I covered them up and cooked for about 5 minutes. And they turned GREEN! Whoot!!
Excellent flavor. And the neatest thing - look carefully at the plate. There's still some purple going on.
Definite purple. I'm lovin' it. Now I need to figure out how and why purple turns green. Anyone?

Monday, June 28, 2010

Rosie Serves All The Little Hawthornes And Their Friends Seared Scallops With Pesto, Parmesan Crisps, And Lemon/Mint/Green Pea Risotto.

Youngest Hawthorne's all-time favorite meal is seared scallops on a bed of risotto, made with sun-dried tomatoes and spinach, and pesto, caramelized onions, and a Parmesan crisp. Since I have scallops today, I offered to make this for the Hawthornelets, but I'm changing the risotto since I had no spinach on hand. First, the Parmesan crisps.
Coarse-grate the Parmesan cheese.
I used a quarter cup of Parmesan for each crisp, then pressed lightly to spread out.
I baked these at 375 degrees for 10 minutes. Keep an eye on them, since they can go south on you pretty quickly at the end. Remove with a thin bladed spatula and let crisp up and cool. If you wanted Parmesan Frico Cups, then immediately remove the Parmesan rounds and place on inverted muffin tins or cups, using a paper towel to press around the Parmesan to shape it and to absorb excess oil. On to the lovely basil.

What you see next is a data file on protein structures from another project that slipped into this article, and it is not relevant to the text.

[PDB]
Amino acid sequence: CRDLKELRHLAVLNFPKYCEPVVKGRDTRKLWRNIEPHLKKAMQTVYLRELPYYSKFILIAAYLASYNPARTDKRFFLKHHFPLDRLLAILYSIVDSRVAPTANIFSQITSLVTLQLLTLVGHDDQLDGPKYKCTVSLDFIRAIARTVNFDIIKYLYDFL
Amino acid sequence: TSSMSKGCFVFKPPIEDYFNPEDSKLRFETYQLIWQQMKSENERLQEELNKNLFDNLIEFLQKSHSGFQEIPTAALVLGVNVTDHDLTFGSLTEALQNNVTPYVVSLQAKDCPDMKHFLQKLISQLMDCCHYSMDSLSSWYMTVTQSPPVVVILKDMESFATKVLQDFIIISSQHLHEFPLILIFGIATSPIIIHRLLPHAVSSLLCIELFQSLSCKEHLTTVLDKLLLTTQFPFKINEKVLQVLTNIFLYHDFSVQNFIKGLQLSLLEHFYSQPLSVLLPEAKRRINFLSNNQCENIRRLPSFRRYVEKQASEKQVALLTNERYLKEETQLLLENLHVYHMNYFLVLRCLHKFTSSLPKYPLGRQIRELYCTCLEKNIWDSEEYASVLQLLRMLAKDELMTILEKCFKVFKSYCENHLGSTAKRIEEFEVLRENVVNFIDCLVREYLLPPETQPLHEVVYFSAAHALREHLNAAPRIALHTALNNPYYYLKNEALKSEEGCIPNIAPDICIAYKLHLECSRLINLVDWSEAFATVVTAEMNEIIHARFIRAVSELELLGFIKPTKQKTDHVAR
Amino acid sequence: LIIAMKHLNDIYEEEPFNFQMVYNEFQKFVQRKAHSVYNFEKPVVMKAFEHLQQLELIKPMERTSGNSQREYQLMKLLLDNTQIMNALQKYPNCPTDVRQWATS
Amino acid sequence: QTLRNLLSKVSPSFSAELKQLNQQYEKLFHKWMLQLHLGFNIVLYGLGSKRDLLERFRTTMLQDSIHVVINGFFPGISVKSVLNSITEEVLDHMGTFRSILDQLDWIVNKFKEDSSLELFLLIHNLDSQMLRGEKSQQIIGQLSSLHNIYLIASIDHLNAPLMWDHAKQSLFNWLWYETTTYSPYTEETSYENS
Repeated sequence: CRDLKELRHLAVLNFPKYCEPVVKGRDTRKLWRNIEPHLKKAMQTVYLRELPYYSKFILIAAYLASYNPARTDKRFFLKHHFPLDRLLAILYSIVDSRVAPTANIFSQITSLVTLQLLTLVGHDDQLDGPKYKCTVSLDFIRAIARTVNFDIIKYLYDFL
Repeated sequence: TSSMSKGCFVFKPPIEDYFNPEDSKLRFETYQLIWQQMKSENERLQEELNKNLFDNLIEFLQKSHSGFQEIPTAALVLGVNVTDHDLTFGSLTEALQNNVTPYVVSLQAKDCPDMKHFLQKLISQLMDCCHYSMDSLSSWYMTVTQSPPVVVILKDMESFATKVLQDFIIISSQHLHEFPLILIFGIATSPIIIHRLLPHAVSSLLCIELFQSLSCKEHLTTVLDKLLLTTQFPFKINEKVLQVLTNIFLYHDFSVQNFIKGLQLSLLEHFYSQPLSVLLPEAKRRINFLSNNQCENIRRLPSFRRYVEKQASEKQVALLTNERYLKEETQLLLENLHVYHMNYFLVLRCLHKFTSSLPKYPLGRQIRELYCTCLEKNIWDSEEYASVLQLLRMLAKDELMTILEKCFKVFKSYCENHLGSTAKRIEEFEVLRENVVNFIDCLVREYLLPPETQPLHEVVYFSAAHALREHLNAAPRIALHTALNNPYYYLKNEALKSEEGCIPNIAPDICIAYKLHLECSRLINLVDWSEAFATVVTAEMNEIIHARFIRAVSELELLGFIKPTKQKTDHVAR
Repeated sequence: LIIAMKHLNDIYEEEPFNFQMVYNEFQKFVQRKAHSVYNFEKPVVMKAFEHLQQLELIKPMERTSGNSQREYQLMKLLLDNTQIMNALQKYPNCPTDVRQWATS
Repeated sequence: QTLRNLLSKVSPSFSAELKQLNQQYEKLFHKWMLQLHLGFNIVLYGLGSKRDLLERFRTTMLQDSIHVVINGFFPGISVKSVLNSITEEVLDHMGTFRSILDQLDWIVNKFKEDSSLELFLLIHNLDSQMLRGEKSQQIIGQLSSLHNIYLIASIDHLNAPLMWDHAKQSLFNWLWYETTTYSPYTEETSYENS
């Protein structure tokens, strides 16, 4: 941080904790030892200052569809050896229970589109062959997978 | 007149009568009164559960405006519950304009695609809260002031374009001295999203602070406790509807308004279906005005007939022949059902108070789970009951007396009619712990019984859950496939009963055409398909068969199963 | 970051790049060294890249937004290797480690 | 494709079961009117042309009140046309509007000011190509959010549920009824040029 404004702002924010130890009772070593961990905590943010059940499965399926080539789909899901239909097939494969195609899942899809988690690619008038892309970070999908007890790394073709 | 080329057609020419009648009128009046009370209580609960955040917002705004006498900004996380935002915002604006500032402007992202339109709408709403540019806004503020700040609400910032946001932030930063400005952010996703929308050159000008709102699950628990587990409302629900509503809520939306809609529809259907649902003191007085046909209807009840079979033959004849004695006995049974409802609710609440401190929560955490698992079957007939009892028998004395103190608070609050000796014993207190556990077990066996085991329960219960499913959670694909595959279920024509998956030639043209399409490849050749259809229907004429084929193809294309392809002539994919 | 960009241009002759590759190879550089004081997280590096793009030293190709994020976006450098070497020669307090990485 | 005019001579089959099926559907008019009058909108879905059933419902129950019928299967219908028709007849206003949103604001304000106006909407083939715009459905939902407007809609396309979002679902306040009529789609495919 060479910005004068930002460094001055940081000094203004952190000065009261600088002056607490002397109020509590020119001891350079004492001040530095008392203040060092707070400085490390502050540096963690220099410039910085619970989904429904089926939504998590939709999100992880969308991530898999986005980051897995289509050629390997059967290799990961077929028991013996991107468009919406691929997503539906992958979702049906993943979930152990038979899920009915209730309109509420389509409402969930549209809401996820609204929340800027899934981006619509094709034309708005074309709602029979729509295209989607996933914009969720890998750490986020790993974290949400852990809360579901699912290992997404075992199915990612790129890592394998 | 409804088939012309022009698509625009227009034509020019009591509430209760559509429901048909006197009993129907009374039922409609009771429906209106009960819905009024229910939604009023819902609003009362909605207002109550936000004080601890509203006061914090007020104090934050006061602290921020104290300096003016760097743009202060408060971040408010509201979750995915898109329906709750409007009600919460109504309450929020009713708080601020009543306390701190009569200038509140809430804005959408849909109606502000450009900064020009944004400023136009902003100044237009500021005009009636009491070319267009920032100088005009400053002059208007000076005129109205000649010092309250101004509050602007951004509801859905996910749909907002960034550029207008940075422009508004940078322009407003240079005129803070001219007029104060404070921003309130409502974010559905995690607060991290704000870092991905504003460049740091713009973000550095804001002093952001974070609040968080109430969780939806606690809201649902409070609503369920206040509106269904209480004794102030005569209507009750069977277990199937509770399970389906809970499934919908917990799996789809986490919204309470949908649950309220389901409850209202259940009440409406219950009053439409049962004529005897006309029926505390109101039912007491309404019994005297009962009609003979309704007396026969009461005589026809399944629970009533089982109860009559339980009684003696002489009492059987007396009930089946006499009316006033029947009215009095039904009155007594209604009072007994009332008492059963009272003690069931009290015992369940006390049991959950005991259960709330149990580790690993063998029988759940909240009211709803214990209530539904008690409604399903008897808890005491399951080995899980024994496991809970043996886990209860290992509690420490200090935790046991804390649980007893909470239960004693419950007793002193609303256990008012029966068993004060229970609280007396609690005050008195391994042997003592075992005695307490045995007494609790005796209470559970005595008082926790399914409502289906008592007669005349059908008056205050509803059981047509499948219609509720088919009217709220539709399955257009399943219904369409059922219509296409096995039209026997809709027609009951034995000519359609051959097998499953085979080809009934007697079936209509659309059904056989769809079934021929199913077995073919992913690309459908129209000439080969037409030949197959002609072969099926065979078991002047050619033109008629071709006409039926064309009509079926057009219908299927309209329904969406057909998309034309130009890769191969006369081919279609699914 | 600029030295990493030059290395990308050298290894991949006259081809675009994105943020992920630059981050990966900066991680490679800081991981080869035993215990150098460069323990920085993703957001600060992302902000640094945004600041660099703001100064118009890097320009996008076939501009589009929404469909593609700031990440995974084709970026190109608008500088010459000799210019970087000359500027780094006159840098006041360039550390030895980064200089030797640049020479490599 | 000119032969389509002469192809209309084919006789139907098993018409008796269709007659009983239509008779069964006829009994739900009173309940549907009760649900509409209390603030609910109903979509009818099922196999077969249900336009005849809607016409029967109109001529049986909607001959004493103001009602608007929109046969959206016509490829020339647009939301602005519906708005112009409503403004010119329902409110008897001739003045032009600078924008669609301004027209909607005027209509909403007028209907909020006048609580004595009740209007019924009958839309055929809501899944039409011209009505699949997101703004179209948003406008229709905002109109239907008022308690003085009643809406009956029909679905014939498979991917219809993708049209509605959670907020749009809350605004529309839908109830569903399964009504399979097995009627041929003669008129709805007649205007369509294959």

I went out to my garden and picked bunches of basil. If you're going to make pesto, might as well make a big batch of it. What I don't use with the scallops, I'll freeze in ice-cube trays, then pop the cubes into freezer bags.
Rosie's Pesto 8 cups loosely packed basil 8 garlic cloves 2 cups pecans 2 cups grated Parmesan cheese 1 1/2 cups ELBOO - that's Extra Light Bertolli Olive Oil salt and pepper
Put basil leaves, garlic, pecans, and Parmesan in food processor and pulse a few times.
Slowly add olive oil while processing.